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Will Of

William Carpenter

Will of William Carpenter, dated 4 Oct. 1745.

To my wife Elizabeth Carpenter all my estate as long as she liveth and at her death to return to Catrine Pocter, excepting two Neger boyes I give to John Carpenter one and

William Carpenter his younger brother one, and to Andrew Carpenter the half of the mill.
One young Neger to my brother John Carpenter.

William (W C) Carpenter

The executors his Nicholas Yager and Andrew Garr.
Wit: Richard Burdyne, John (X) Floyd.

John Carpenter brother and heir at law of William Carpenter objects against proving the writing said to be the will of William Carpenter for the reasons following:    First the writing was made at the importunity and by the persuasion of one Catherine   Procter, the devisee in remainder in the will named. Secondly, William Carpenter was   not of disposing mind and memory at the time of making the writing.   Thirdly, he never published the writing to be his last will and testament.

Richd. Burdyne, aged 50 and upwards, saith that on 4 Oct. 1745 John Carpenter came to him where he was at work and told him his brother Wm. Carpenter was kicked with a horse or mare and was very ill and had sent him to the deponent for to come and write his will, on which the deponent went to the said Wm. Carpenter and found him in great pain as appeared by his signs and groanes and could not rest long In one place and was supported by his wife who was sometimes In the house and some times out but chiefly out of the room, but chiefly by one Cath. Proctor who lived in the said William Carpenter's family and was reputed his whore by several persons. This deponent saieth he verily believes Wm. Carpenter was in his perfect sences and at his request this deponent wrote his will as he directed from his own mouth until he came to that part where a Negro is devised to his brother John and seeing that no provision was made for him this deponent said, Wm. you must take notice as you are going to appear before the God of all souls, do Justice to your own Flesh and Blood, upon which after some consideration he said, my poor brother John who has been with me in my travels and distresses and came into this country with me, I will give him a young Negro, on which Catherine Proctor said, which must he have.    The deponent said it was not right to set down the name of the Negro for fear he should die before the estate was settled, on which Wm. Carpenter told him the deponent to set down a young Negro without naming his name for his brother John Carpenter. When Cath. Proctor spoke to Wm. Carpenter to know which Negro John Carpenter was to have, Wm. seemed to be angry with her. After the will was wrote this deponent read the same to him. He said all was right and then sealed and signed it and declared it to be his last will and testament and desired this deponent to witness it, which the deponent did, and at the request of William Carpenter called John Floyd out of another room, and Carpenter told him it was his last will and thereupon Floyd did sign as a witness.    After the will was signed and witnessed William Carpenter told the deponent to set down Nicholas   Yeager and Andrew Garr his executors. William Carpenter did not publish again after the executors was named.   Afterward William Carpenter asked what he must pay this deponent for his trouble, who told him if he pleased he might give him fifteen pence and thereupon Carpenter called for his purse which was brought him by Cath. Proctor and lookwed out the heaviest pistereen (as he thought) and asked the deponent if that would satisfy him, who answered yes and took the money.    Carpenter made the letters W C himself.    He does not remember who it was that wrote the names William Carpenter his mark.    He did not see anyone have a pen and ink but Carpenter, John Floyd and himself. The will was delivered to Catherine Procter without being inclosed or sealed up.    John Floyd had been drinking but did not appear to be drunk, nor did he know it v/as usual for him to get drunk.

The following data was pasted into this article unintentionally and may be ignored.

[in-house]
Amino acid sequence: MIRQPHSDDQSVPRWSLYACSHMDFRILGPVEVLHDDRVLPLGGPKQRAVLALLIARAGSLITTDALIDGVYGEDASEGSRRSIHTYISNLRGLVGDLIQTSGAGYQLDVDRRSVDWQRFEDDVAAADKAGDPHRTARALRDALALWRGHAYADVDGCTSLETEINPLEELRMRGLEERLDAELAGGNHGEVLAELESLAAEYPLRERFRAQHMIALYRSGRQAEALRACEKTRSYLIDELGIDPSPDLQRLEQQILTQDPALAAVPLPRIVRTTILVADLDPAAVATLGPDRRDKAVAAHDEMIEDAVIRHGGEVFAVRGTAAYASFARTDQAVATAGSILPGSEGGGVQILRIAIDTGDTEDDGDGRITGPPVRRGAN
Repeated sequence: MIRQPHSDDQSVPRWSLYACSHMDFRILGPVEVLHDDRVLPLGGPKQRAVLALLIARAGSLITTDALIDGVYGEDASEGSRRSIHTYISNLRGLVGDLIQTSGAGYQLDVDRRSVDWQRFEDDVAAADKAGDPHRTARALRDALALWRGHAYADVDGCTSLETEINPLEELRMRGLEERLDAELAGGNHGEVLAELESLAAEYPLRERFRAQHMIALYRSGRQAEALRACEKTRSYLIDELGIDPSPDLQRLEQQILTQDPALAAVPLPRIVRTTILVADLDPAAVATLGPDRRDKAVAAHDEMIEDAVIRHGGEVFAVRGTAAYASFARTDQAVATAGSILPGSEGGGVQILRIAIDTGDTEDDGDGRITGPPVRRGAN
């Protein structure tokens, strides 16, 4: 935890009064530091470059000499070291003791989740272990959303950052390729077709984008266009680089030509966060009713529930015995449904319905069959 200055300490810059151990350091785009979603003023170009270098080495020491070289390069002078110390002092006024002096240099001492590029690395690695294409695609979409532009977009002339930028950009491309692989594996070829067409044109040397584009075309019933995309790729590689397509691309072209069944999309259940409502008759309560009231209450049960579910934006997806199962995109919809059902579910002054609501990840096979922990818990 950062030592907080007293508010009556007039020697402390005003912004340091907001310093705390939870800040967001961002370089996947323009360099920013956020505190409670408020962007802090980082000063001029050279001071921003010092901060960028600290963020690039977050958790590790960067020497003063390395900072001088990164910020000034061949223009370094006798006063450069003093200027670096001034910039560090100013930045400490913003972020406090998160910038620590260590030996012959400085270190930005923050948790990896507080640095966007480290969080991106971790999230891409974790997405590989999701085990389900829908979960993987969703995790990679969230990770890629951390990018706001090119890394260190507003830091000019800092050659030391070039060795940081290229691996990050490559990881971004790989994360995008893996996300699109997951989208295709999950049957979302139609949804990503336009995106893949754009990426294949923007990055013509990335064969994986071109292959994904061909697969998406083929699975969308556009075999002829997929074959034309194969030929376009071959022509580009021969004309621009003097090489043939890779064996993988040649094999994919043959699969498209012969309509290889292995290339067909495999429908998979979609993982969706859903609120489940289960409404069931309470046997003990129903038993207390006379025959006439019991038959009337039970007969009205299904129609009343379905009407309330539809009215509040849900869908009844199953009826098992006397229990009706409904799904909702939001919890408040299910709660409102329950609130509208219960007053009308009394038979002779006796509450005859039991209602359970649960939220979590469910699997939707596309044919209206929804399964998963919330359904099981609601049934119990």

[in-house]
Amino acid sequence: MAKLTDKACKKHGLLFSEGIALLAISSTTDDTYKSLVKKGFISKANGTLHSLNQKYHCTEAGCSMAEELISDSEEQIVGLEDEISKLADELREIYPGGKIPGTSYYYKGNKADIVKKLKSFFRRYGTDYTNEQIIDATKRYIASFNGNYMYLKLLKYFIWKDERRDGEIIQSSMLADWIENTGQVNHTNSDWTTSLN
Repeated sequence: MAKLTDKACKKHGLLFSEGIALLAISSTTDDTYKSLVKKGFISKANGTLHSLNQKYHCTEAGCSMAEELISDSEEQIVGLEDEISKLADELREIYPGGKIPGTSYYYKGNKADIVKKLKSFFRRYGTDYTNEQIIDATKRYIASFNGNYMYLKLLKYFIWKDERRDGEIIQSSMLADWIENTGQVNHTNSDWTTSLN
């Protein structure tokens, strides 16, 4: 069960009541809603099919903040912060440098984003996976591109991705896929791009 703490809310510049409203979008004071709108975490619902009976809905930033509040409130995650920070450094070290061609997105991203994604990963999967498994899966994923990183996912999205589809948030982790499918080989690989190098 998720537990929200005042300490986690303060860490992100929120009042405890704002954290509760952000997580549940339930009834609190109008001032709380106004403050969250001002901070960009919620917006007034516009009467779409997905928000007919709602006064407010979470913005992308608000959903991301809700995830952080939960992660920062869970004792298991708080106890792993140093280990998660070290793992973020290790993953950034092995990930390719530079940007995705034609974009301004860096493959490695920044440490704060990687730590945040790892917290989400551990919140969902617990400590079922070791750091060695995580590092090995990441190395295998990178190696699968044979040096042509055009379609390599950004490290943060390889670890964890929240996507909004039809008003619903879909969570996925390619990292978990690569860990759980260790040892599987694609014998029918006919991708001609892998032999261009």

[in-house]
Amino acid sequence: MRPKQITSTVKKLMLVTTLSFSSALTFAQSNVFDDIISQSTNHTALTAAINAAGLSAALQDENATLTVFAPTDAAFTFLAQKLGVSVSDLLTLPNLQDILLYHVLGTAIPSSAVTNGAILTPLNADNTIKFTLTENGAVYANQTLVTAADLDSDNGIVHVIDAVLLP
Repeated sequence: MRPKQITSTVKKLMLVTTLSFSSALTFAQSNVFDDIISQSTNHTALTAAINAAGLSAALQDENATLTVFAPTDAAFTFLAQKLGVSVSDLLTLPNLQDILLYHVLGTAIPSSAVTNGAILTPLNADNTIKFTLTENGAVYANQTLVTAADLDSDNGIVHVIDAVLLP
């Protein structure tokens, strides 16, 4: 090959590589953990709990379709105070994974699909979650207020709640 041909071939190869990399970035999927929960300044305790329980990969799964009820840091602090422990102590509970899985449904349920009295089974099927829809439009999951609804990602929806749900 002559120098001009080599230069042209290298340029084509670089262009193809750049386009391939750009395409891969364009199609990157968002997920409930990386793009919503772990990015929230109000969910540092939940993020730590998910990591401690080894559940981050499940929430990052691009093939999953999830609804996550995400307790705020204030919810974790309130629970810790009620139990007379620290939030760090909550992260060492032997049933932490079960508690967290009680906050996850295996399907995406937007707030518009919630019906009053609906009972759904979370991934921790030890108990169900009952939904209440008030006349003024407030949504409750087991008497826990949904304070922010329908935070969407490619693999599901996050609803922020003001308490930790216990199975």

Richard Burdyne

John Floyd, aged 40 or thereabouts, salth he went with Richard Burdyne to William Carpenter's house where he found Carpenter in a dangerous condition, about whom he saw Catherine Proctor hanging, seeming to be very much concerned at Carpenter's condition.    Some time after, he with several others were desired to go out of the room, which they did, leaving Catherine Proctor and Richd. Burdyne with him. Elizabeth, Carpenter's wife, was sometimes in and sometimes out but very seldom In the room.    Some time after, he was called in again and was desired to sign a paper which he saw lying on the table before them.   This deponent required Carpenter to tell him what it was and he refused to inform him about it saying it was no occasion to hear what was In it, upon which this deponent signed it viiuu his own hand, after which he saw Catherine Proctor put the writing a purse into a chest which she locked and put the key in her pockett.    At the same time Eliza, the wife of Wm. Carpenter was some times in the room but was very seldom in the. room. The mark of his name which is subscriber to the will produced is not the mark he usually makes use of.   He does not know whether the paper produced was the same he signed.   He had drunk cider at the house but was not drunk, neither does he use to get drunk.    This deponent can't write.
John (X) Floyd
(Contributed by Barb Z)




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